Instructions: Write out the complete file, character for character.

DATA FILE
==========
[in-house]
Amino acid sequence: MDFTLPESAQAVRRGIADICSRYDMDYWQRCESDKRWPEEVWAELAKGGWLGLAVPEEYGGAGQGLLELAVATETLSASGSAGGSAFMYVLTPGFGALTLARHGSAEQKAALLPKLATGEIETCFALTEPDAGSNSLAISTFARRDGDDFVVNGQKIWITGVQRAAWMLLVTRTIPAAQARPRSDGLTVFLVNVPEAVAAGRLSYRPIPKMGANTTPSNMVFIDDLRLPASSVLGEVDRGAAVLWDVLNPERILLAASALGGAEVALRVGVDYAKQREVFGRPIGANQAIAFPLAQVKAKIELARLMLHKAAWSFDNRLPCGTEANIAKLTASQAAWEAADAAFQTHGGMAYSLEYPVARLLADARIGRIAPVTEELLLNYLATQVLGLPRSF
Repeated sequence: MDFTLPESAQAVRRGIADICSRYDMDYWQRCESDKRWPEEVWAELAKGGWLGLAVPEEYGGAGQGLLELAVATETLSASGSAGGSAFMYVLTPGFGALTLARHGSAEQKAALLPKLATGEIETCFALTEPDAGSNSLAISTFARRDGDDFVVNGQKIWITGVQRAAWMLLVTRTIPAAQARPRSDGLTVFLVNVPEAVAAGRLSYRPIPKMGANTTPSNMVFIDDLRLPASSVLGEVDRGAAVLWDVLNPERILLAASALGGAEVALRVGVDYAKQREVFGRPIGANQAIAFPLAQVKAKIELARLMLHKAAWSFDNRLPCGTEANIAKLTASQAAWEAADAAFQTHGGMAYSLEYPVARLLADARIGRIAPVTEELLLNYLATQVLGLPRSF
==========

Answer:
[in-house]
Amino acid sequence: MDFTLPESAQAVRRGIADICSRYDMDYWQRCESDKRWPEEVWAELAKGGWLGLAVPEEYGGAGQGLLELAVATETLSASGSAGGSAFMYVLTPGFGALTLARHGSAEQKAALLPKLATGEIETCFALTEPDAGSNSLAISTFARRDGDDFVVNGQKIWITGVQRAAWMLLVTRTIPAAQARPRSDGLTVFLVNVPEAVAAGRLSYRPIPKMGANTTPSNMVFIDDLRLPASSVLGEVDRGAAVLWDVLNPERILLAASALGGAEVALRVGVDYAKQREVFGRPIGANQAIAFPLAQVKAKIELARLMLHKAAWSFDNRLPCGTEANIAKLTASQAAWEAADAAFQTHGGMAYSLEYPVARLLADARIGRIAPVTEELLLNYLATQVLGLPRSF
Repeated sequence: MDFTLPESAQAVRRGIADICSRYDMDYWQRCESDKRWPEEVWAELAKGGWLGLAVPEEYGGAGQGLLELAVATETLSASGSAGGSAFMYVLTPGFGALTLARHGSAEQKAALLPKLATGEIETCFALTEPDAGSNSLAISTFARRDGDDFVVNGQKIWITGVQRAAWMLLVTRTIPAAQARPRSDGLTVFLVNVPEAVAAGRLSYRPIPKMGANTTPSNMVFIDDLRLPASSVLGEVDRGAAVLWDVLNPERILLAASALGGAEVALRVGVDYAKQREVFGRPIGANQAIAFPLAQVKAKIELARLMLHKAAWSFDNRLPCGTEANIAKLTASQAAWEAADAAFQTHGGMAYSLEYPVARLLADARIGRIAPVTEELLLNYLATQVLGLPRSF